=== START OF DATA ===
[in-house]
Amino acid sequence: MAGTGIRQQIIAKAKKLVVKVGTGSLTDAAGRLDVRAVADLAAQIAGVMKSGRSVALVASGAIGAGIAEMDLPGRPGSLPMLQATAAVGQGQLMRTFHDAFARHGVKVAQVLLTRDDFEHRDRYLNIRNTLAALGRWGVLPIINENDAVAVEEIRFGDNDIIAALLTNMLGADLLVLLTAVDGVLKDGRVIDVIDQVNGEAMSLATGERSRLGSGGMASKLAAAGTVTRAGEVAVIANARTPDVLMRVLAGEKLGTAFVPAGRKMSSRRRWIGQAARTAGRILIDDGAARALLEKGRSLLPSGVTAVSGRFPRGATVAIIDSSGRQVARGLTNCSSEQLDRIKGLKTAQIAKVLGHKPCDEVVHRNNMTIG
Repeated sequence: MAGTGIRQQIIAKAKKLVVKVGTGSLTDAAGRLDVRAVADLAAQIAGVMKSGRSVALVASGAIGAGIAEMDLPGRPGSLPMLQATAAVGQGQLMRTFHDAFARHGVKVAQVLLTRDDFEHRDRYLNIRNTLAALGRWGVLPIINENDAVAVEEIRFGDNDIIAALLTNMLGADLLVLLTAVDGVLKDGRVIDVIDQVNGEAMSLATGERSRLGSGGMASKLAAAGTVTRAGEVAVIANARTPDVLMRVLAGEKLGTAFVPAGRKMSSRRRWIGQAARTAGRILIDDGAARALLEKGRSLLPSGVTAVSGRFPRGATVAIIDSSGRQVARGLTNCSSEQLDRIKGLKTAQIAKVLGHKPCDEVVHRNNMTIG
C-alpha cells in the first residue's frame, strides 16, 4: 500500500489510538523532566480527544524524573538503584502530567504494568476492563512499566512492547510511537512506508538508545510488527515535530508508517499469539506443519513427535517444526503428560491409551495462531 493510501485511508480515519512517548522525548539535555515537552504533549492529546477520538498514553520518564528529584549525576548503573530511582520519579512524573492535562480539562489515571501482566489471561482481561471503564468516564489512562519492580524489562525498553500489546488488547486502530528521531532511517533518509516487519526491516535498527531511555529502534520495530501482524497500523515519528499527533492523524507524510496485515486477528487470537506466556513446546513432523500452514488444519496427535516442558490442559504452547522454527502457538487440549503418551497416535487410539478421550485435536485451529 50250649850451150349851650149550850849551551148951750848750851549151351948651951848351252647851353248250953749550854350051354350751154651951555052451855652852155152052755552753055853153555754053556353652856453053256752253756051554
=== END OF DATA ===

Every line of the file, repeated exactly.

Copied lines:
[in-house]
Amino acid sequence: MAGTGIRQQIIAKAKKLVVKVGTGSLTDAAGRLDVRAVADLAAQIAGVMKSGRSVALVASGAIGAGIAEMDLPGRPGSLPMLQATAAVGQGQLMRTFHDAFARHGVKVAQVLLTRDDFEHRDRYLNIRNTLAALGRWGVLPIINENDAVAVEEIRFGDNDIIAALLTNMLGADLLVLLTAVDGVLKDGRVIDVIDQVNGEAMSLATGERSRLGSGGMASKLAAAGTVTRAGEVAVIANARTPDVLMRVLAGEKLGTAFVPAGRKMSSRRRWIGQAARTAGRILIDDGAARALLEKGRSLLPSGVTAVSGRFPRGATVAIIDSSGRQVARGLTNCSSEQLDRIKGLKTAQIAKVLGHKPCDEVVHRNNMTIG
Repeated sequence: MAGTGIRQQIIAKAKKLVVKVGTGSLTDAAGRLDVRAVADLAAQIAGVMKSGRSVALVASGAIGAGIAEMDLPGRPGSLPMLQATAAVGQGQLMRTFHDAFARHGVKVAQVLLTRDDFEHRDRYLNIRNTLAALGRWGVLPIINENDAVAVEEIRFGDNDIIAALLTNMLGADLLVLLTAVDGVLKDGRVIDVIDQVNGEAMSLATGERSRLGSGGMASKLAAAGTVTRAGEVAVIANARTPDVLMRVLAGEKLGTAFVPAGRKMSSRRRWIGQAARTAGRILIDDGAARALLEKGRSLLPSGVTAVSGRFPRGATVAIIDSSGRQVARGLTNCSSEQLDRIKGLKTAQIAKVLGHKPCDEVVHRNNMTIG
C-alpha cells in the first residue's frame, strides 16, 4: 500500500489510538523532566480527544524524573538503584502530567504494568476492563512499566512492547510511537512506508538508545510488527515535530508508517499469539506443519513427535517444526503428560491409551495462531 493510501485511508480515519512517548522525548539535555515537552504533549492529546477520538498514553520518564528529584549525576548503573530511582520519579512524573492535562480539562489515571501482566489471561482481561471503564468516564489512562519492580524489562525498553500489546488488547486502530528521531532511517533518509516487519526491516535498527531511555529502534520495530501482524497500523515519528499527533492523524507524510496485515486477528487470537506466556513446546513432523500452514488444519496427535516442558490442559504452547522454527502457538487440549503418551497416535487410539478421550485435536485451529 50250649850451150349851650149550850849551551148951750848750851549151351948651951848351252647851353248250953749550854350051354350751154651951555052451855652852155152052755552753055853153555754053556353652856453053256752253756051554